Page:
1:56:05 Rep. Gerry Connolly (VA): Do you not tell the Board of Governors this month, in August, that in fact you have had contact with a Trump campaign to ask them to stop their attacks on the Postal Service and voting by mail? Louis DeJoy: I have put words around to different people that this is not helpful to... Rep. Gerry Connolly (VA): You did have contact with the Trump campaign, for a good purpose? Louis DeJoy: I'm trying to think...when you say the Trump campaign, I've not spoken to Trump campaign leadership in that regard. I've spoken to people that have filled that out that are friends of mine that are associated with the campaign. Rep. Gerry Connolly (VA): One of them was Steve Mnuchin. Louis DeJoy: Steve Mnuchin is Secretary of Treasury. Rep. Gerry Connolly (VA): I know. Louis DeJoy: Yeah, I never spoke to Steve about telling the President to not do something.
2:19:20 Rep. Jamie Raskin (MD): What do you make of the former Chairman of the Board of Governors, Mr. Fineman calling Treasury Secretary Mnuchin involvement's in the selection process 'absolutely unprecedented.' Louis DeJoy: Stephen Mnuchin had nothing to do with my selection. Okay. I was called by Russell... Rep. Jamie Raskin (MD): Did you talk to Secretary Mnuchin about taking the job? There was report that you had lunch together to discuss it? Louis DeJoy: Totally inaccurate and outrageous. Rep. Jamie Raskin (MD): You've never talked to him about it, before taking job you never talked to him about taking the job? Louis DeJoy: I talked to him about the job after I received the offer. I did not accept the offer immediately. Rep. Jamie Raskin (MD): Okay, but you never spoke to him before about his soliciting your interest in the job or... Louis DeJoy: He did not solicit any interest. I kept my interest, which as you identified, he did not know that I had an interest. I had a perfectly good life prior to this, but I was interested in helping and I was called by Russell Reynolds out of the blue.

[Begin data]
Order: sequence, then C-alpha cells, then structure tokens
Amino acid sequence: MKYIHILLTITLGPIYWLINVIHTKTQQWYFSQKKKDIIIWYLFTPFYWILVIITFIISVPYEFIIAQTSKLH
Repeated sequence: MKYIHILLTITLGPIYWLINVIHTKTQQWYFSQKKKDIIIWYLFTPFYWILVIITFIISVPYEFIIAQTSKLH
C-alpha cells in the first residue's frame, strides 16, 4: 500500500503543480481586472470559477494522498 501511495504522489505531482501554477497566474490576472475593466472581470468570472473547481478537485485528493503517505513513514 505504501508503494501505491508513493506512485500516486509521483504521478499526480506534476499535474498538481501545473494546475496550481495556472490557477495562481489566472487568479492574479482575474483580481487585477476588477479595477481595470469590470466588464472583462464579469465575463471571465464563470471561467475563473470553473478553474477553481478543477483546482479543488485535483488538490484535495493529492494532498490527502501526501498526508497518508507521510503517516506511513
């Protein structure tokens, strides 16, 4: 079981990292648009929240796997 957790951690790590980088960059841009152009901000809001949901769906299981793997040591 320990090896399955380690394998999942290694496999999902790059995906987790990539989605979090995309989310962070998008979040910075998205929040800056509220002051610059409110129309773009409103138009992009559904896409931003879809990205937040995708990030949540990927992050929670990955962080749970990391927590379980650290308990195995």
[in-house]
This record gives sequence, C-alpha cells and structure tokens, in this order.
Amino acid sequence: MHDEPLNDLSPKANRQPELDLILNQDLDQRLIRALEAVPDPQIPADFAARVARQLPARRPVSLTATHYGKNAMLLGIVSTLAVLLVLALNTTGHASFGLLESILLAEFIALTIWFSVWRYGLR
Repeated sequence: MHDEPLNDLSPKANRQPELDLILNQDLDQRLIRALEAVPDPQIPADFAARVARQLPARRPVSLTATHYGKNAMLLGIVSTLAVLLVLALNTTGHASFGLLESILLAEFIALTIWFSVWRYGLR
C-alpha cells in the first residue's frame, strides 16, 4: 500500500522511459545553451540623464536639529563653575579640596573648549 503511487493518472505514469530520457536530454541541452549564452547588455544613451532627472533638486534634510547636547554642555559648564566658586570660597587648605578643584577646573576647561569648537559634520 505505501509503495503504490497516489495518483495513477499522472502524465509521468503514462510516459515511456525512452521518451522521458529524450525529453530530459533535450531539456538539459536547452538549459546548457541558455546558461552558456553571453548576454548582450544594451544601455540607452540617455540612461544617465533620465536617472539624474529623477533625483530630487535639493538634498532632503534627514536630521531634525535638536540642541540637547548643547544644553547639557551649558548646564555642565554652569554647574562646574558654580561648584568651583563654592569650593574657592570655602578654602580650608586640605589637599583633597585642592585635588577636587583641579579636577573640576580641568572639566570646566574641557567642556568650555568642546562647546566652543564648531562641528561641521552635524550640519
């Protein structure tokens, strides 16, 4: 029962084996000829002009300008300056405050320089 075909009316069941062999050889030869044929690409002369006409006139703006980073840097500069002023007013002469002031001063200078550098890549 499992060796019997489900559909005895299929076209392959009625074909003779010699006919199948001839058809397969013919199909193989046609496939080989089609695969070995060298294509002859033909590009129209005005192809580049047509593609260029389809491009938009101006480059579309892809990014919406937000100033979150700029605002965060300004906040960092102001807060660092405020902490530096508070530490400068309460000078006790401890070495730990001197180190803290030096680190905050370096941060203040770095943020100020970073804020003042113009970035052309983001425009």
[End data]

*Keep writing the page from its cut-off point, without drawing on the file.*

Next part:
2:53:00 Rep. Ro Khanna (CA): Thank you, Mr. DeJoy for being here. I want to see if we can find some common ground to resolve some of the differences. Can you begin by sharing with the American people in this committee, the unofficial motto of the postal service? Louis DeJoy: No rain or snow, sleet nor hail will make our delivery? Rep. Ro Khanna (CA): Yes. It's about service. Correct, not about profit. Do you know how many veterans served in the postal service? About? Louis DeJoy: 100,000? Rep. Ro Khanna (CA): Correct. Do you know what percentage of veterans about rely on the postal service for their prescription medicine? Louis DeJoy: I don't know. Rep. Ro Khanna (CA): It's a high number. It's about 80% of veterans. So I guess my beginning I want to ask you this, you know, our defense department. We don't tell them you have to go sell weapons to make revenue to serve the American people. We don't say that about our health service, or the National Institute of Health. Why should we have a different standard for the postal service? Why do you have to go and make a profit instead of just serving the American people, sir, it's interesting and good question. And it's not that we need to make a profit. It's to be self sustaining, which means at least cover your costs. But why it's such a small. I'm not a legislator, I'm the Postmaster General Do you know? I mean, do you know the history? Do you remember the time in the Postal Service history where that wasn't a requirement? Louis DeJoy: I do in the 70s. Rep. Ro Khanna (CA): Actually, it was from 1840 to 1970. We funded the Postal Service, we didn't require them to make a profit because we thought people should in rural America and other places and our veterans should serve and one of the reasons people serve in the Postal Service who've served in our military is they view it as public service.